Demonstrators blocked access to building sites for the HS2 high-speed railway in London in protest at construction work continuing during the coronavirus crisis.
The group, who call themselves HS2 Rebellion, claim the work is non-essential and that, by failing to stop during the lockdown, it is putting the lives of workers and their families at risk.
They say that health workers remain without personal protective equipment and that money used for construction projects should be channelled to such medical supplies instead.
The protesters said they were respecting social distancing guidelines by wearing gloves and masks and claimed the actions were part of their state-sanctioned daily exercise.
Demonstrators wore gloves and face masks and remained two metres apart throughout the protests.> Banners reading “NHS not HS2” intend to draw attention to the disparity of funding between new Government projects and the “chronic underfunding” of the NHS, the HS2 rebellion said.> The group says it has blockaded more than 20 other sites around the UK from London to Crackley Woods in Warwickshire.> Protests have also been carried out in the Colne Valley, where an HS2 compound has been blocked since March 3 by demonstrators asserting squatters’ rights at its entrance.> An online campaign dubbed Risky Business will see others take to social media to target other Government projects, including 5 Rivers, Flannery Plant Hire, Hartwood, Midlands Ecology and Adas.> It will run alongside the physical protests on Monday.> A statement said the group “wish to emphasise the public resistance to HS2’S destruction of our ancient woodland and wildlife habitats, and HS2’S failure to stop construction works at multiple sites breaching HSE Covid guidelines and exposing their workers, protesters, families and communities to unnecessary risk during a national health crisis”.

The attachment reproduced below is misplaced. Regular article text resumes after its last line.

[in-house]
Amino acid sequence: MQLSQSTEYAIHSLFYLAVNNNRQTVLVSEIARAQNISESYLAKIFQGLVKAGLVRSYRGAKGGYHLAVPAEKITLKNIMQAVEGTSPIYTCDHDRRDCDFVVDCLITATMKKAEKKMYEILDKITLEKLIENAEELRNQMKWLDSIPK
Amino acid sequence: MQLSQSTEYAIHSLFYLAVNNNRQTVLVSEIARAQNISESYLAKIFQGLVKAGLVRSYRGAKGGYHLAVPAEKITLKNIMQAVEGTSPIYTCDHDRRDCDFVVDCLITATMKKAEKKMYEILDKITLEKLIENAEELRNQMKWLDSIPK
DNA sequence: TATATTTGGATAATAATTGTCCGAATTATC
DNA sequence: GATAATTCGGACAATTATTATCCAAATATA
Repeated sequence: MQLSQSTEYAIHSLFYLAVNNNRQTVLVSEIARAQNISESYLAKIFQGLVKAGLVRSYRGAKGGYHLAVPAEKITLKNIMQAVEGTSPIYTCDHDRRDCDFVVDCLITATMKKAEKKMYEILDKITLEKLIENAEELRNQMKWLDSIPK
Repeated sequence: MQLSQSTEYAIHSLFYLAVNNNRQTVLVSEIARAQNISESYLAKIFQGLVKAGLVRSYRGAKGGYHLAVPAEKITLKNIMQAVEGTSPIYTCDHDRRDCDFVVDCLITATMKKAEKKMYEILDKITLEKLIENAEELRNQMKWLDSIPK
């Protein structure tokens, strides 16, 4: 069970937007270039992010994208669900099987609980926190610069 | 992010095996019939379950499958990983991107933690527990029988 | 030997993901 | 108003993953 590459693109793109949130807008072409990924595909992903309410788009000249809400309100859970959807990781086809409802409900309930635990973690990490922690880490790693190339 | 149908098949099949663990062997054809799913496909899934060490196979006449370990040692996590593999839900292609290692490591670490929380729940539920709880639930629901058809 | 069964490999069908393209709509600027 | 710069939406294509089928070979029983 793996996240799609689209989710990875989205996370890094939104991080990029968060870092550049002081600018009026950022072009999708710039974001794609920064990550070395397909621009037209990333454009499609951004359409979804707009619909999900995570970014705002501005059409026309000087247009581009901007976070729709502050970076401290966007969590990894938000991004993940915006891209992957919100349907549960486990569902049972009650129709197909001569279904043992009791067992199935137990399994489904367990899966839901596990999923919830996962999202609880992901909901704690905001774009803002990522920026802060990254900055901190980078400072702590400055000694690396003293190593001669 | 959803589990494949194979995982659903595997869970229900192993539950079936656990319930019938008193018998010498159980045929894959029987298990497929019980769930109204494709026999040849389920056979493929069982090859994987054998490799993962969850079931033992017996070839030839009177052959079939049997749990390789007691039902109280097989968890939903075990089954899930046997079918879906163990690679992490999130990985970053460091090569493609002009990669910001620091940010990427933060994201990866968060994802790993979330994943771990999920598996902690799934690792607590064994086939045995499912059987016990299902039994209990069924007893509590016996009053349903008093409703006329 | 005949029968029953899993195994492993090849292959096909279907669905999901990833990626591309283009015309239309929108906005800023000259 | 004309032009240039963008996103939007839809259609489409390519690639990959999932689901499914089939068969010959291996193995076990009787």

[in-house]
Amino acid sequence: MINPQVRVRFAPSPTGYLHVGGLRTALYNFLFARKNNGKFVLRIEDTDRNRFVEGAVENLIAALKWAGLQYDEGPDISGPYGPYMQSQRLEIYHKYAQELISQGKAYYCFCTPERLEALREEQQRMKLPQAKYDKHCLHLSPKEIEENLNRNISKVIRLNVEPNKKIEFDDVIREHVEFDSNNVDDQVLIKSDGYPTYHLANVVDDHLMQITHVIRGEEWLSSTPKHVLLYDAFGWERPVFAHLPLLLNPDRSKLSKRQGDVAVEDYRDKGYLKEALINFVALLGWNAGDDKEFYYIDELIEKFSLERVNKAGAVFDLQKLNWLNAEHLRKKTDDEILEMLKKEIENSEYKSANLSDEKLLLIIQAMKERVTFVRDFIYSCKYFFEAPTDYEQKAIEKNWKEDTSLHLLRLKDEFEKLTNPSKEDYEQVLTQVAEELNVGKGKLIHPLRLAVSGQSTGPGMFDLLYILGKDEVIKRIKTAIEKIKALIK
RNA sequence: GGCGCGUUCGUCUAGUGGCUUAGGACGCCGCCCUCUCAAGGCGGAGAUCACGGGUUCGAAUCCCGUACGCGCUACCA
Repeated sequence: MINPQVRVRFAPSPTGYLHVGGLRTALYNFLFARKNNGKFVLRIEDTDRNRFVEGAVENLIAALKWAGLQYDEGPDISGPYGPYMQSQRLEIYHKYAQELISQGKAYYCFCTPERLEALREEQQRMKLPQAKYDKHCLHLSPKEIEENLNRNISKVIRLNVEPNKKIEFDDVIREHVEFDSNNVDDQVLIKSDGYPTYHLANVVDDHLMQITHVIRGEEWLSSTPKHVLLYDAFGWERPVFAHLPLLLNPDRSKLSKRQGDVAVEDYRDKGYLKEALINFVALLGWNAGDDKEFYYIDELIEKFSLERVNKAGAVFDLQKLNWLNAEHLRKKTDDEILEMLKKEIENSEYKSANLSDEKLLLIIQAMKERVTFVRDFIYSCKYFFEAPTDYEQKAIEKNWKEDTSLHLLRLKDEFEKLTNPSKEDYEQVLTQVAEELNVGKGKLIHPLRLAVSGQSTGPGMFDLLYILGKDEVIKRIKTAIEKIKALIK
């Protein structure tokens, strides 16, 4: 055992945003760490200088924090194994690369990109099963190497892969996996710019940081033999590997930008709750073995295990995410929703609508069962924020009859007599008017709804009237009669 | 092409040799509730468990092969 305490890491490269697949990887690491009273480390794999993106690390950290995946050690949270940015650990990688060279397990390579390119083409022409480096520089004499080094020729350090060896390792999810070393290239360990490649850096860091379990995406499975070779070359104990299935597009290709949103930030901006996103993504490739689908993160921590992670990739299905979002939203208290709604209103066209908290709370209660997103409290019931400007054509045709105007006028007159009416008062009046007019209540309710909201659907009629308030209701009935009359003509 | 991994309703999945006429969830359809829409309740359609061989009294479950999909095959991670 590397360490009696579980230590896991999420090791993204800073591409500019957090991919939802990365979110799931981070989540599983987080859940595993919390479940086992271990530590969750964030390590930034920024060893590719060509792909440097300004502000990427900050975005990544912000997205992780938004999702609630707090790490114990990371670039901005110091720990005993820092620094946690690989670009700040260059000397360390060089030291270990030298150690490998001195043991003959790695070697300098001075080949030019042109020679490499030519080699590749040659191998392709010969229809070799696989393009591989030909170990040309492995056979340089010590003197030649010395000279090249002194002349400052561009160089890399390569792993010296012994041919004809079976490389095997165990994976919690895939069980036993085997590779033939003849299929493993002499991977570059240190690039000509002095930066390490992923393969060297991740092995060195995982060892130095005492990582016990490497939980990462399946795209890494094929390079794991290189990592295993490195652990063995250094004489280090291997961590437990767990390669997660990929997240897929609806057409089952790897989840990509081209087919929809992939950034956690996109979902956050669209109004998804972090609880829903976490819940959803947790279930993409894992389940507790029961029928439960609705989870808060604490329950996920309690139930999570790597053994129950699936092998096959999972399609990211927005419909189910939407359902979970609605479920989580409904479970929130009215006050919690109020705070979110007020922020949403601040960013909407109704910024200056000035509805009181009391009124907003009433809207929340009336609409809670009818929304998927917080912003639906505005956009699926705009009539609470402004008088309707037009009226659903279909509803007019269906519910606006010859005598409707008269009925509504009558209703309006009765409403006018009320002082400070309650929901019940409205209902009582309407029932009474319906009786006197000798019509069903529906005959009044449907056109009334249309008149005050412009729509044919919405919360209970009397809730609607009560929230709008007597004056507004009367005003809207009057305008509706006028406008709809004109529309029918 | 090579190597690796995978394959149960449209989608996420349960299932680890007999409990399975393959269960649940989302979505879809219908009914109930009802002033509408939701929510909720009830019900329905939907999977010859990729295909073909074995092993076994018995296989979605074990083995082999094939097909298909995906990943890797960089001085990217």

HS2 said it will deliver a railway that "respects" the natural environment through the creation of a "green corridor" along the route.
According to the company’s website, 3.4 square miles of new woodlands – made up of seven million trees and shrubs – will be created.
The company says that figure is more than double the amount affected by the project.